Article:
Confidence among Aussie farmers improving

rural, farmers

The latest edition of the Rabobank Rural Confidence Survey reveals that confidence levels among Australian farmers have marginally improved although it remains in the negative. The research found the confidence level currently sits at -22 per cent, an increase from the -25 per cent recorded in the previous quarter.

Around half of farmers expect no change to how the Australian agricultural economy performs over the next 12 months, although 13 per cent expect conditions will improve (up from 11 per cent in the previous survey) and 35 per cent (down from 36 per cent) expect conditions to worsen.

In particular, those expecting conditions to worsen are worried about falling commodity prices (56 per cent) or rising input costs (29 per cent). There is, however, an increased number of farmers concerned about government intervention/policies at 18 per cent compared to 10 per cent in the previous survey.

Farmers with a positive outlook were buoyed by improved markets, with 65 per cent citing rising commodity prices as a driver and 33 per cent nominating the good season thus far.

Rabobank group executive for Country Banking Australia Marcel van Doremaele commented that the survey paints a picture of how farming conditions across the nation drive a range of confidence levels.

“While nationally confidence increased marginally, it’s riding on the back of a much larger surge of positivity in Queensland, where confidence lifted from -30 per cent to -13 per cent,” van Doremaele said. “We can’t credit this just to winning the State of Origin opener – seasonal conditions and commodity prices are the real drivers of the optimistic outlook in Queensland.

“Across the rest of the country, sentiment is more tempered,” he added. “Farmers have ridden a rollercoaster of seasons, historically high commodity prices and eye-watering input costs in recent years. Now, as the heat comes out of many commodities and input prices ease, farmers are adjusting their outlook in response to ‘normalisation’ of economic conditions. Seasonally, they’e still experiencing a mixed bag on a national level, which also drives a conservative outlook. The mention of El Niño weather patterns also tempers confidence.”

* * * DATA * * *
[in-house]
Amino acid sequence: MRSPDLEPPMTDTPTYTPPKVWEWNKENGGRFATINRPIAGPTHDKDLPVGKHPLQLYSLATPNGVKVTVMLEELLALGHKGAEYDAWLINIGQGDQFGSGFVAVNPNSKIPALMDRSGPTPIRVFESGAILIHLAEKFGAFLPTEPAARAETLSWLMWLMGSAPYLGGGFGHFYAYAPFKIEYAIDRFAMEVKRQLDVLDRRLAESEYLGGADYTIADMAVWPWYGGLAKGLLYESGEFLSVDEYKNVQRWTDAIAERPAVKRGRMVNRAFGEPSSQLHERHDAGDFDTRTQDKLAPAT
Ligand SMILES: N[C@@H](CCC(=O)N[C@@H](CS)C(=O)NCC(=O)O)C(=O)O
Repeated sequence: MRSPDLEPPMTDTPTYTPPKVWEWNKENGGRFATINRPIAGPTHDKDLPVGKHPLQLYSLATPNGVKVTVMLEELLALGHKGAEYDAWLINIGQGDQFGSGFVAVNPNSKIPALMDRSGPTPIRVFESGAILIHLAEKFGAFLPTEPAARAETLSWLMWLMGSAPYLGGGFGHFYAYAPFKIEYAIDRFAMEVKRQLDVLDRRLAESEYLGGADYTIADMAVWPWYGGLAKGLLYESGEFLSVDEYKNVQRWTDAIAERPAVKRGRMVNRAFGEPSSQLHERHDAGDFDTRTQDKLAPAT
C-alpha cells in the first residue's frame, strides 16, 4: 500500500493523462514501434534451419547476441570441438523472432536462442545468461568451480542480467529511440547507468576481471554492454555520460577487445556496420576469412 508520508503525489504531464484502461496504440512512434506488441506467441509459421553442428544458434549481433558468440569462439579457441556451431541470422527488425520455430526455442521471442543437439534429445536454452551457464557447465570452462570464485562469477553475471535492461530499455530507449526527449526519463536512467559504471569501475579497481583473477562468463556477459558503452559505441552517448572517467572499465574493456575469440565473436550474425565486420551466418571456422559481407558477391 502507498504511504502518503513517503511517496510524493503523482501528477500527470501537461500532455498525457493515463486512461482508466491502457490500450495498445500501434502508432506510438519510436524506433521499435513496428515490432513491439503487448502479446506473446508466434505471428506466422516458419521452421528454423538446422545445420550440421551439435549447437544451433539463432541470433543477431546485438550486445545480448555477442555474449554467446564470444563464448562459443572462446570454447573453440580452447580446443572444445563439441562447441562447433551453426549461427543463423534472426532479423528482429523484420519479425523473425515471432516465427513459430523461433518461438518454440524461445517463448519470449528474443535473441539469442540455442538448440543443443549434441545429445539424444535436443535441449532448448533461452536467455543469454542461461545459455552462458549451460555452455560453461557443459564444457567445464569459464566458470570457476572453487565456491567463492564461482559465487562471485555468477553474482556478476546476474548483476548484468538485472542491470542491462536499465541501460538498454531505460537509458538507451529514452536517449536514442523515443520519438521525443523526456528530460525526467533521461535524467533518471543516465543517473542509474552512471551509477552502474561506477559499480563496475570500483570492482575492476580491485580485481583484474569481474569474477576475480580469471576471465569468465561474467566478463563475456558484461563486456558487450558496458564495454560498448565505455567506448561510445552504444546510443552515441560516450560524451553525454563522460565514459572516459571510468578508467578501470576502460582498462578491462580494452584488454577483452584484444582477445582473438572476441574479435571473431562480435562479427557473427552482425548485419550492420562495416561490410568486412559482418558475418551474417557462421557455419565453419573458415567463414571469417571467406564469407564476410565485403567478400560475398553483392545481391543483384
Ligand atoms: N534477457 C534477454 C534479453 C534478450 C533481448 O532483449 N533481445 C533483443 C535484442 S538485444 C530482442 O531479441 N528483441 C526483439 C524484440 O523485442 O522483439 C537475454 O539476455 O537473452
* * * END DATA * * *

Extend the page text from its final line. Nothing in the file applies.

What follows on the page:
Despite marginally higher confidence, Australian farmers remain cautious about increasing investment in their farm businesses. Only 21 per cent expect to increase their investment over the next 12 months.

“Farmers across the country are realigning their investment intentions and focusing spending on projects that will deliver essential productivity gains, including labour-saving infrastructure and technologies. There’s also an ongoing focus on investments which will strengthen their seasonal resilience,” van Doremaele said.

There was a shift in other areas where farmers will focus their investments, with 21 per cent looking to purchase new property and 34 per cent intending to increase livestock numbers. 45 per cent expressed intent to invest in technology, while 26 per cent plan to invest in labour and 23 per cent in education.

Meanwhile, only 17 per cent of farmers plan to borrow to purchase property. Grain, sheep and dairy farmers had the strongest intention to use new borrowings to fund property purchases.

“While we’re still seeing strong demand for rural properties – especially well-presented, ‘blue chip’ offerings when they come on the market – overall there’s a decrease in the number of farmers who intend to purchase new farming land in the next 12 months,” van Doremaele said. “This reflects how our industry is reassessing where key factors such as markets, input costs and of course interest rates have landed following recent adjustments and farmers taking a hard look at what this means to their bottom line.”